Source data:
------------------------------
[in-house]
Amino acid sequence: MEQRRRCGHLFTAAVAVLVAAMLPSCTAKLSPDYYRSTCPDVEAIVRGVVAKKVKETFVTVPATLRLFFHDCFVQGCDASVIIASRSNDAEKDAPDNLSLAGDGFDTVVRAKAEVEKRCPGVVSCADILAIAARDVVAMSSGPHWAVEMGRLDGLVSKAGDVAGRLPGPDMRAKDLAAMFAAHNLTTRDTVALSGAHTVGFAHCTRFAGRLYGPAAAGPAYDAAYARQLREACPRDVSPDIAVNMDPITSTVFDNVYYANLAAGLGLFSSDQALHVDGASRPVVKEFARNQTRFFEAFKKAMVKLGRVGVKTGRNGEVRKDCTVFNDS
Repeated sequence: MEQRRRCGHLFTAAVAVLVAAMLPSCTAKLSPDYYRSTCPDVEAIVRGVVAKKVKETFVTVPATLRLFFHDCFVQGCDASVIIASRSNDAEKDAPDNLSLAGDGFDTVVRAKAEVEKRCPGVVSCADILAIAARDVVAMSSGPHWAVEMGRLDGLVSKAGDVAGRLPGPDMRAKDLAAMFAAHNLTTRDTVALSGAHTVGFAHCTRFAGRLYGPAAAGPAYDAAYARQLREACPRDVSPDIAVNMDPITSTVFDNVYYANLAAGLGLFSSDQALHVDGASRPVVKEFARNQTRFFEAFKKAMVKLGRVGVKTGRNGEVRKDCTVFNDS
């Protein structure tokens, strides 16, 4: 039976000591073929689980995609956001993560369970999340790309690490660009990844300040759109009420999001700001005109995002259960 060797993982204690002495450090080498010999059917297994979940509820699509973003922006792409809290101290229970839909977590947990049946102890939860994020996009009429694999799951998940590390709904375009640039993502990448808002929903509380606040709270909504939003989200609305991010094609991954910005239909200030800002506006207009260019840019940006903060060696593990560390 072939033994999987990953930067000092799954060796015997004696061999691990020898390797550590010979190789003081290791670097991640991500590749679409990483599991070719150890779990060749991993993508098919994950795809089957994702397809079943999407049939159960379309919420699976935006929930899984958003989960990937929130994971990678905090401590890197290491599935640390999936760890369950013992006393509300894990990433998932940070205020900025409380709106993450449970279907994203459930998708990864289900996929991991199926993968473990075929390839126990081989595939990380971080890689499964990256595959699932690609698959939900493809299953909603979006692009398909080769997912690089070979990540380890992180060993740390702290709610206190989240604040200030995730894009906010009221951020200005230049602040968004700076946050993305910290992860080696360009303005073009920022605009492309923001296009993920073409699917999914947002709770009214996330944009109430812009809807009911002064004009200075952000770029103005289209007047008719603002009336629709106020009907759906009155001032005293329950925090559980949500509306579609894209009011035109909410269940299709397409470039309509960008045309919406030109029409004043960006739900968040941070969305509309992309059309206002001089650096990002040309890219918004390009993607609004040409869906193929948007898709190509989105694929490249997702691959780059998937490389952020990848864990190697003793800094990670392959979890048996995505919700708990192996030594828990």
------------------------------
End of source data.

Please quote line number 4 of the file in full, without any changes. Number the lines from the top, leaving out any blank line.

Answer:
């Protein structure tokens, strides 16, 4: 039976000591073929689980995609956001993560369970999340790309690490660009990844300040759109009420999001700001005109995002259960 060797993982204690002495450090080498010999059917297994979940509820699509973003922006792409809290101290229970839909977590947990049946102890939860994020996009009429694999799951998940590390709904375009640039993502990448808002929903509380606040709270909504939003989200609305991010094609991954910005239909200030800002506006207009260019840019940006903060060696593990560390 072939033994999987990953930067000092799954060796015997004696061999691990020898390797550590010979190789003081290791670097991640991500590749679409990483599991070719150890779990060749991993993508098919994950795809089957994702397809079943999407049939159960379309919420699976935006929930899984958003989960990937929130994971990678905090401590890197290491599935640390999936760890369950013992006393509300894990990433998932940070205020900025409380709106993450449970279907994203459930998708990864289900996929991991199926993968473990075929390839126990081989595939990380971080890689499964990256595959699932690609698959939900493809299953909603979006692009398909080769997912690089070979990540380890992180060993740390702290709610206190989240604040200030995730894009906010009221951020200005230049602040968004700076946050993305910290992860080696360009303005073009920022605009492309923001296009993920073409699917999914947002709770009214996330944009109430812009809807009911002064004009200075952000770029103005289209007047008719603002009336629709106020009907759906009155001032005293329950925090559980949500509306579609894209009011035109909410269940299709397409470039309509960008045309919406030109029409004043960006739900968040941070969305509309992309059309206002001089650096990002040309890219918004390009993607609004040409869906193929948007898709190509989105694929490249997702691959780059998937490389952020990848864990190697003793800094990670392959979890048996995505919700708990192996030594828990």